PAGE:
Aug. 19.... Intro: Creating Reality (Creation Myths ) Aug. 21 .... Wilson Ch. 1-2 Ionian Enchantment Questions for Chh.1-3 (Creation Myth to Early Science) Aug. 23 .... Wilson Ch. 3: Enlightenment Aug. 26... The Natural Sciences: Wilson Ch. 4 Aug. 28 ... Ariadne's Thread : Wilson Ch. 5 Aug. 30-Sept.4 .. The Mind : Wilson Ch. 6 Sept. 6...From Genes to Culture: Wilson Ch. 7 .....(study questions for Chh. 7-8) Sept. 9 ... The Fitness of Human Nature: Wilson Ch. 8 Sept. 11-13... The Social Sciences (Wilson 9) ...A footnote on Weber Sept. 16 ... The Arts and Their Interpretation: Wilson Ch. 10 Notes Postmodern and Post-Structural Sept. 18 ... Ethics and Religion: Wilson Ch. 11 Sept. 20 ... Quiz 1: Biology of the Mind and 'Coevolution' of Culture Sept. 23 ... The Ancient Universe: Ferris Chh. 1-2 Sept. 25-27 ... Copernicus & Co. Ferris Chh. 4-5 (Parallax for the Rest of Us) Sept. 30 ... Newton (and the World as it Was): Ferris 6. Oct. 2-4 ... Deep Space and Island Universes: Ferris Chh. 8-9 Popper on Kant and Newton ...Nebulae (photo gallery) Oct.7-9 ... Einstein's Sky: Ferris Ch. 10 Oct. 11... The Expansion of the Universe : Ferris 11 Oct 14 ... The Age of the Earth: Ferris 12, 13 (Comparative World Cycles)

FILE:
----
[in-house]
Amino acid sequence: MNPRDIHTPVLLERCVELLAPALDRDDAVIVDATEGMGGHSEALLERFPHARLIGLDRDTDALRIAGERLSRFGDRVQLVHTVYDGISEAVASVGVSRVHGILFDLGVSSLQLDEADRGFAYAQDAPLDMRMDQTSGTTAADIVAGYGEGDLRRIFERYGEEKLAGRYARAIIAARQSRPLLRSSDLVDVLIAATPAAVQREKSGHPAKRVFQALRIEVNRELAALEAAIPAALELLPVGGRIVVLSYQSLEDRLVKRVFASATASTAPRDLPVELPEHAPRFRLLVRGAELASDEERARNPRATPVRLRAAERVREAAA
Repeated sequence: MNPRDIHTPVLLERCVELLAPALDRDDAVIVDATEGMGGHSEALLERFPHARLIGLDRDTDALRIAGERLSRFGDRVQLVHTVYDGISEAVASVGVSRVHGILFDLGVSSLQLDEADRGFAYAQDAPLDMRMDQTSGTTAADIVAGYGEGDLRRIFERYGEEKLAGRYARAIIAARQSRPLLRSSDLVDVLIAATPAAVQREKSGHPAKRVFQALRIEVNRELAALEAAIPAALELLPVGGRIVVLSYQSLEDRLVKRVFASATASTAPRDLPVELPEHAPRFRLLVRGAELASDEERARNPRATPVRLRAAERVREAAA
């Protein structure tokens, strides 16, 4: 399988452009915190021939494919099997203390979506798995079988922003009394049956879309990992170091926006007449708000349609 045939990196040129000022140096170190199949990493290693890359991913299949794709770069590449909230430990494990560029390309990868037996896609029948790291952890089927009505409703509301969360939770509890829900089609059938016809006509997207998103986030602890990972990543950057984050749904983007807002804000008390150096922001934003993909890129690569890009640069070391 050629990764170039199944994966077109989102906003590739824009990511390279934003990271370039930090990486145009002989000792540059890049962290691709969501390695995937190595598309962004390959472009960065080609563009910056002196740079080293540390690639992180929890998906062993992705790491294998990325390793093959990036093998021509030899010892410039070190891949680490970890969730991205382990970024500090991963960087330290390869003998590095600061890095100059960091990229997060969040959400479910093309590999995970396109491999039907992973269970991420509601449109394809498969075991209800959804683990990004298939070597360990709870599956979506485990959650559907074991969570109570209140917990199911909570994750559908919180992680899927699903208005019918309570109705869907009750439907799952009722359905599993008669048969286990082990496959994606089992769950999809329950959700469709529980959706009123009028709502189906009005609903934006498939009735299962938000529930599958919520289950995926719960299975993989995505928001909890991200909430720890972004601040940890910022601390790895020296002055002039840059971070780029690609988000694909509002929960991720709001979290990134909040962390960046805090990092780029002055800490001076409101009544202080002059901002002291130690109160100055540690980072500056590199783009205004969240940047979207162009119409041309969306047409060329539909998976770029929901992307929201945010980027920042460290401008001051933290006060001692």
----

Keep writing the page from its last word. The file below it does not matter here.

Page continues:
Oct. 16... Evolution of Atoms and Stars: Ferris 14 Oct. 18 .... The Quantum and its Discontents (Ferris 15) Quarks on the Loose? Oct. 21 ... Rumors of Perfection: Ferris 16 Oct. 23 ... The Axis of History, Ferris Ch. 17 Layman's First Three Minutes: timeline for Big Bang Oct. 25 ... The Origin of the Universe: Ferris Ch. 18 After the First 3 Minutes: Death of the Super Collider Oct. 28 ... Review and Discussion... Oct. 30 . .. Quiz 2: 'Remember that you're standing on a planet that's evolving...' Practice Quiz Nov. 1-4 ... The Science Wars: Brown Chh. 1-2; Sokal's Hoax and Snow's 'Two Cultures' Nov. 6-8 ... Positivism, Constructivism, etc. Brown Chh. 3-4. A Garland of 'isms' (key terms) Nov. 11... Values, etc. Brown Ch. 5 (Chh. 6-7 optional) Nov. 13 ... Brown Chh. 8-9 Nov. 15... Preliminary discussion for Final and Final Essay: 'How do we as a society determine the validity of scientific findings for public affairs?' Nov. 18--Dec. 4 ... Galileo's Revenge (as time permits) Nov. 18 ...Chh.1-2, Junk Science and N-rays Nov. 20 ... Chh.3-4, Traumatic Cancer and Sudden Acceleration Nov. 22 ... Chh.5-6, Cerebral Palsy and Clinical Ecology Nov. 25 ... Chh. 7-8, More birth defects...and Fear Nov. 26 ... Chh. 9-10, 'Coupling' and Cause Dec. 2 ... Chh. 11-12. Huber's Rules; Review terms on Final guide section II, plus discussion (III) 5-6. Dec. 4 ... Review terms on Final Guide section I, and discussion (III) 1-4 ....Special hours for Finals Week Mon. Dec. 9 ... Final Exam or Essay (11am)